While Fed Chairman Jerome Powell's comments at Jackson Hole dominated headlines in the US Friday, news out of China detailed new efforts by Beijing to hinder domestic firms from going public in the US and other foreign markets, while also exposing the target of Beijing's latest crackdown: entertainers and the online communities where their most rabid fans bond over their fandome.
According to the SCMP, Beijing abruptly blacklisted one of China's most popular (and wealthiest) actresses, Zhao Wei. Her entire internet presence was scrubbed for unknown reasons on Thursday evening. Her name was removed from all television series, films, short videos and promotional materials from platforms including Tencent Video, iQiyi and Youku.
Per SCMP, Zhao shot to fame for her role in My Fair Princess, one of the most successful Chinese television shows of all time. It ran from 1998 to 1999.
Weibo's equivalent of a hashtag - called a Chaohua - was also censored to bar information about Zhao.
So far, there has been no official explanation as to why Beijing targeted Zhao, though the move has sparked online speculation about possible motives..
Besides acting, Zhao is a businesswoman, film director and pop singer - this versatility is the true source of her massive wealth, and she's known as one of China's wealthiest entertainers and one of the only billionaire actors.
Outside of show business, the actress became an early investor in Alibaba Pictures. Her husband partnered with Jack Ma, the founder of Alibaba, in a 2015 private equity deal.
At times, her loyalty to Beijing has been questioned, like in 2016, when a film she directed called "No Other Love" was attacked for inviting Taiwanese actor Leon Dai to be a leading character. Chinese Internet users accused Dai of being an advocate of Taiwanese independence. Zhao was ultimately pressured to change him.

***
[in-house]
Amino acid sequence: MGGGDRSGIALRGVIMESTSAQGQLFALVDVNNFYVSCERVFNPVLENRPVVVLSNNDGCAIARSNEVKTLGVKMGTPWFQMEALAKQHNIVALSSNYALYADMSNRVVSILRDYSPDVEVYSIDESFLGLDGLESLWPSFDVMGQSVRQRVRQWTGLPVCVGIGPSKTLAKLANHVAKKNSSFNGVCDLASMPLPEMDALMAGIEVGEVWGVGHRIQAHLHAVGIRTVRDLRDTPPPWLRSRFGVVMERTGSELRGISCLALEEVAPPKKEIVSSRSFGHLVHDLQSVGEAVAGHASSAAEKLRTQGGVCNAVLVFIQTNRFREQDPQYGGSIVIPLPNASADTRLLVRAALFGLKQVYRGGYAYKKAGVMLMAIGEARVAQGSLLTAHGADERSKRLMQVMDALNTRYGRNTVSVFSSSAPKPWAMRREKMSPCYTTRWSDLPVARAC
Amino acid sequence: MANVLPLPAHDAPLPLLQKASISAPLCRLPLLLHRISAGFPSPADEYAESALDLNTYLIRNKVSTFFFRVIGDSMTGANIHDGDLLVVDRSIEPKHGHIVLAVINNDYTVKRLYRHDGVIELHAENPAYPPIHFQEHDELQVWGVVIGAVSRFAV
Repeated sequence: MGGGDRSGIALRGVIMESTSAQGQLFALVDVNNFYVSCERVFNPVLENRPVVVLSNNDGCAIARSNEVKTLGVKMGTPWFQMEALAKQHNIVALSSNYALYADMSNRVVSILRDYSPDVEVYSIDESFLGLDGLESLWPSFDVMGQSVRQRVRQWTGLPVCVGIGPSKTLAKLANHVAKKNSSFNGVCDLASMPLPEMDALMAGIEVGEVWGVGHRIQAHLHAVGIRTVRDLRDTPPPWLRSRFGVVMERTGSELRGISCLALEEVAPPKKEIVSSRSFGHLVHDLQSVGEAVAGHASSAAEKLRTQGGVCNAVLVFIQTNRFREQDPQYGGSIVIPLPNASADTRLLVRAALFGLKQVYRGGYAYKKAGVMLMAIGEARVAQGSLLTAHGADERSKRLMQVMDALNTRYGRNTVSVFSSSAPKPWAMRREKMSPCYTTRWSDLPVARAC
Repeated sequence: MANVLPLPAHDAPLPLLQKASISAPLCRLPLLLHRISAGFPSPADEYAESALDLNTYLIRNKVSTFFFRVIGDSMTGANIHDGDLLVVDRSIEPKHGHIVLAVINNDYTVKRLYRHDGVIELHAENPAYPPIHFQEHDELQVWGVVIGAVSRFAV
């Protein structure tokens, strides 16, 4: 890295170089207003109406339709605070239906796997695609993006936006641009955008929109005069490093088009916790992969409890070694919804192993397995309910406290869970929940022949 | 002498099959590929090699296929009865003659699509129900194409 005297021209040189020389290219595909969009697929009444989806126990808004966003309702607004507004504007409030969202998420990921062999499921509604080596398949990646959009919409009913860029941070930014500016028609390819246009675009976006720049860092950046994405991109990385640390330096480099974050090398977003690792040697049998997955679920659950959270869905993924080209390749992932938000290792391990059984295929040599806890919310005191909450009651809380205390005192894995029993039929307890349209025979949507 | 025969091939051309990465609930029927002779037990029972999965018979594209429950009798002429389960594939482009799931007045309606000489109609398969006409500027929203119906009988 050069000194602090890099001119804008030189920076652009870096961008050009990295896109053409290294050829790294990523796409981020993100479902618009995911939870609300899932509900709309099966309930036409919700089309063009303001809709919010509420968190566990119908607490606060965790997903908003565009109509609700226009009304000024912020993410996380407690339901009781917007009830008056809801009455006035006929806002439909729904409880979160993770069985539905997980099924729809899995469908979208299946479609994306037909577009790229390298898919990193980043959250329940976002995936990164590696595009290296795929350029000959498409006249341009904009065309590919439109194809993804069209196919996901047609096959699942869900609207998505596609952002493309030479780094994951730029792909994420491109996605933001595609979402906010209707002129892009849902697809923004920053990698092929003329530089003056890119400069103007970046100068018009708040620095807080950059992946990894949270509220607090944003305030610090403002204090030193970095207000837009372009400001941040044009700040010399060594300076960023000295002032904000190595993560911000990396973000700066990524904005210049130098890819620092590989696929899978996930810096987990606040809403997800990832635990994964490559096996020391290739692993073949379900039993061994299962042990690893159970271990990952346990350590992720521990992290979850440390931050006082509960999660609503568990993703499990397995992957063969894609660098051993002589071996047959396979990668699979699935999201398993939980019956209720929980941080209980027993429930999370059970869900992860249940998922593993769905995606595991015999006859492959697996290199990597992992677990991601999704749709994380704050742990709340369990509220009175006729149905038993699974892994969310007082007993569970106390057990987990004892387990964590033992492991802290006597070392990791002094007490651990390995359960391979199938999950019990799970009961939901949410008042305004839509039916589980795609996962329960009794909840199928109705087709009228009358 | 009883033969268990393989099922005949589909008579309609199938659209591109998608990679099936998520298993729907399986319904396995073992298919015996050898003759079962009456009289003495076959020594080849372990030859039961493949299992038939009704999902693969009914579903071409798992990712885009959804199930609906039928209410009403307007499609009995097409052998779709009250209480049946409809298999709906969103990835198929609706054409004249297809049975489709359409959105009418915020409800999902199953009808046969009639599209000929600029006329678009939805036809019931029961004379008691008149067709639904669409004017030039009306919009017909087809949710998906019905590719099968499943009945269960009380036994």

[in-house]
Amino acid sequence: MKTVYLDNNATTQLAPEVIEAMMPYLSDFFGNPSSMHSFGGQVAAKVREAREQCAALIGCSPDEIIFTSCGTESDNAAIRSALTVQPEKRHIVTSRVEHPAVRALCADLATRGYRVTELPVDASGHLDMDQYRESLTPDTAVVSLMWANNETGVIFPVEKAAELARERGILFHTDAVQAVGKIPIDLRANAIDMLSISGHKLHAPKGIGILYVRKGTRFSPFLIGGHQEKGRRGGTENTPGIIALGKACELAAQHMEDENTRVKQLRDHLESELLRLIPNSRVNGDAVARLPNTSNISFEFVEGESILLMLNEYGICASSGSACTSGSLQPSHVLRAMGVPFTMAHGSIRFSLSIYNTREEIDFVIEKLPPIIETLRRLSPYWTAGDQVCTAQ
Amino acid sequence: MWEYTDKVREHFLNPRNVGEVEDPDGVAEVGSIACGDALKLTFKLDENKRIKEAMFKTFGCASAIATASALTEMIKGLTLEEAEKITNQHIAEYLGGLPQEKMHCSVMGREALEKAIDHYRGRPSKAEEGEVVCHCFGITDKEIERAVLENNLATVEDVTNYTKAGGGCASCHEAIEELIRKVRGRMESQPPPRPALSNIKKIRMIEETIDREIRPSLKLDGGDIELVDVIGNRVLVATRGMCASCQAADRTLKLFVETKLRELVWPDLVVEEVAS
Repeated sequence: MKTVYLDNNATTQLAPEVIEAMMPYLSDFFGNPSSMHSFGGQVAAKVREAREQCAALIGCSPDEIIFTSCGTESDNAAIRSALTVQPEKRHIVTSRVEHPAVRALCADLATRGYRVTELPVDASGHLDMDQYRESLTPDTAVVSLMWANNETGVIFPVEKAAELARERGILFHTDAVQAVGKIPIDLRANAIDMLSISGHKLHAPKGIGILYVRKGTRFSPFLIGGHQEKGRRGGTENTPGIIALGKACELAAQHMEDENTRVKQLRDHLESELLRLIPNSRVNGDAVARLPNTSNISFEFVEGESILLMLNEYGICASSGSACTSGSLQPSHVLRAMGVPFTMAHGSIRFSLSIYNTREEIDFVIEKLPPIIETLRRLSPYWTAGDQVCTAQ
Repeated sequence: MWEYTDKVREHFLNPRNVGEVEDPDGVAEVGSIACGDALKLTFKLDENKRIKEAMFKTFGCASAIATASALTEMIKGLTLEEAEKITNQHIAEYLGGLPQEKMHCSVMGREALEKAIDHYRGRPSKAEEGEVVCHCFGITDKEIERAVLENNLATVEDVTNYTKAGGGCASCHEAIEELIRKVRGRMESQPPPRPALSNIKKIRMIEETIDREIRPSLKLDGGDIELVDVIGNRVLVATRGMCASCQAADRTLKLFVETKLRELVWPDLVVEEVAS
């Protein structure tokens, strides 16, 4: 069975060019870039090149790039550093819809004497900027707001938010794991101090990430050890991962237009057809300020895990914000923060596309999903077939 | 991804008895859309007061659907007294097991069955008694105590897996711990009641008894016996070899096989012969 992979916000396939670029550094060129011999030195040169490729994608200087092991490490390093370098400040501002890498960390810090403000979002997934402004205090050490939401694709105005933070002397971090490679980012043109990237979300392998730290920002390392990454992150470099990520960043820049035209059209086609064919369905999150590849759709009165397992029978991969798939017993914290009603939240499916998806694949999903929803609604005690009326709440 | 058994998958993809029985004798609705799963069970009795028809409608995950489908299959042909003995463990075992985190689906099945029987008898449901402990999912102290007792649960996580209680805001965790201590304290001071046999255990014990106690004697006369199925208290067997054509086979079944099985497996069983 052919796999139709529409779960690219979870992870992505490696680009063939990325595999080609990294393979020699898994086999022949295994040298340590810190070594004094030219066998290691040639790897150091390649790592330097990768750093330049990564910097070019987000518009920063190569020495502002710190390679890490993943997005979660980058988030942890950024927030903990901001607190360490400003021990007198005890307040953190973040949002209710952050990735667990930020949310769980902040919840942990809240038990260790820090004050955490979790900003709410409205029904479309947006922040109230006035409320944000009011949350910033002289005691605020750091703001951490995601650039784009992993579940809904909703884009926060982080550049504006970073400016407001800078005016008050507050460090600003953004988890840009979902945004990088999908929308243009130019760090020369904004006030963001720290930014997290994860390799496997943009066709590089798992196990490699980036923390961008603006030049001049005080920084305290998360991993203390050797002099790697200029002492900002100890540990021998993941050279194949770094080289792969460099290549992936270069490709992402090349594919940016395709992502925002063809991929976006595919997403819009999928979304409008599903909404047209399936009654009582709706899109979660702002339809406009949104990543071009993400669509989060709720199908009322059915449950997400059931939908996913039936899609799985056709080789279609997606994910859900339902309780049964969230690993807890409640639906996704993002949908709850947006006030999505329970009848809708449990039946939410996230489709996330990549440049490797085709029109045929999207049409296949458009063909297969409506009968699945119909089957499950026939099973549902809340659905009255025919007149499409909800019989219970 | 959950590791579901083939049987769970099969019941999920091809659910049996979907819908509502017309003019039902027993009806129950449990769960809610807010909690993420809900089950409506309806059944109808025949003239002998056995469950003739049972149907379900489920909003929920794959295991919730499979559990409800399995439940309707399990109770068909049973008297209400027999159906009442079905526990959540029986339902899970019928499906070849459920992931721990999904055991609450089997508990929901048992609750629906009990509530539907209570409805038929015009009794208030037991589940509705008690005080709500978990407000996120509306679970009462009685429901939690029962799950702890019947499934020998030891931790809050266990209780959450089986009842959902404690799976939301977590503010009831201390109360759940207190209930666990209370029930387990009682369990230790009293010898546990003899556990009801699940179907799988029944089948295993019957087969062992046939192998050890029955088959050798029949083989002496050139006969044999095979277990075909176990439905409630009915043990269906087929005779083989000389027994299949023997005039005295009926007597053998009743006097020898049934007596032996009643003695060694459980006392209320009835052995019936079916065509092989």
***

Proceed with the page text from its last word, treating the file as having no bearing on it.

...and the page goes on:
Zhao isn't the only actress to be targeted by Beijing lately: Chinese actress Zheng Shuang, who was embroiled in a tax evasion scandal earlier this year, was ordered to pay $46.1MM in unpaid taxes, overdue fees and fines this week. It ends an investigation into her finances that reportedly began this spring. Several male Chinese celebrities have also been accused of rape in recent months.
In addition to this censorship, the CCP has issued a new directive attempting to rein in an increasingly unruly fan culture that has created a permissive atmosphere where extreme stalking, leaking of personal information and cyberbullying have become increasingly commonplace. The new regulations would punish platforms that fail to quickly delete verbal attacks directed at fans of different pop stars. The restrictions aim to maintain "political and ideological safety in the cyberspace as well as creating a 'clean' Internet."